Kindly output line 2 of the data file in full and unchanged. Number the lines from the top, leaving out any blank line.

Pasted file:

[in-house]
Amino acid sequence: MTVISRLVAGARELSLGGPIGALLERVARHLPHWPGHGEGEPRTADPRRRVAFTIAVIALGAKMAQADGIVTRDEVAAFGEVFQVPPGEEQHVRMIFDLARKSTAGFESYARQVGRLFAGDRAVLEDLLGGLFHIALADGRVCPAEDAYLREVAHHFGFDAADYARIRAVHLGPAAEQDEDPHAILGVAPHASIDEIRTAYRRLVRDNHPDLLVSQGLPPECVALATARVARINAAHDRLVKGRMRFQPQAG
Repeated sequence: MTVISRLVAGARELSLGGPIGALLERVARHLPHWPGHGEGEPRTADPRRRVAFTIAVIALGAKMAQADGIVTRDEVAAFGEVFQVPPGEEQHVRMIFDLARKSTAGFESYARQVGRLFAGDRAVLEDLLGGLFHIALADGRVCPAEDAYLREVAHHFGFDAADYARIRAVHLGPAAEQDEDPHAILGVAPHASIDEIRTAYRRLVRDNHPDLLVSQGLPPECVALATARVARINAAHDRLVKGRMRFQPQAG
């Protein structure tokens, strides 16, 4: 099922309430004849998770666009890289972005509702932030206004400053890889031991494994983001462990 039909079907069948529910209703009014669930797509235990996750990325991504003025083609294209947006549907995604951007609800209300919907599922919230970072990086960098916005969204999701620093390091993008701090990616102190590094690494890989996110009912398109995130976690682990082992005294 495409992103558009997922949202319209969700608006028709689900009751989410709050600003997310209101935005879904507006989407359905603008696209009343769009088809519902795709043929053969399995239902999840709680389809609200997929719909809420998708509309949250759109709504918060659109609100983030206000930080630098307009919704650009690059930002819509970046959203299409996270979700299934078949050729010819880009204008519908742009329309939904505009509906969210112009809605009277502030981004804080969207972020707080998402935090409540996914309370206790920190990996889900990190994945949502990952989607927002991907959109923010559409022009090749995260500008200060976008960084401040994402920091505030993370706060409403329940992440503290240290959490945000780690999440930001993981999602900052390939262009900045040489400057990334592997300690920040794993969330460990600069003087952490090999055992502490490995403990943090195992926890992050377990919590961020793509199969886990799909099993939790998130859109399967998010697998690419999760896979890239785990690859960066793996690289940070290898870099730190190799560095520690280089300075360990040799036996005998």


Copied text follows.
Amino acid sequence: MTVISRLVAGARELSLGGPIGALLERVARHLPHWPGHGEGEPRTADPRRRVAFTIAVIALGAKMAQADGIVTRDEVAAFGEVFQVPPGEEQHVRMIFDLARKSTAGFESYARQVGRLFAGDRAVLEDLLGGLFHIALADGRVCPAEDAYLREVAHHFGFDAADYARIRAVHLGPAAEQDEDPHAILGVAPHASIDEIRTAYRRLVRDNHPDLLVSQGLPPECVALATARVARINAAHDRLVKGRMRFQPQAG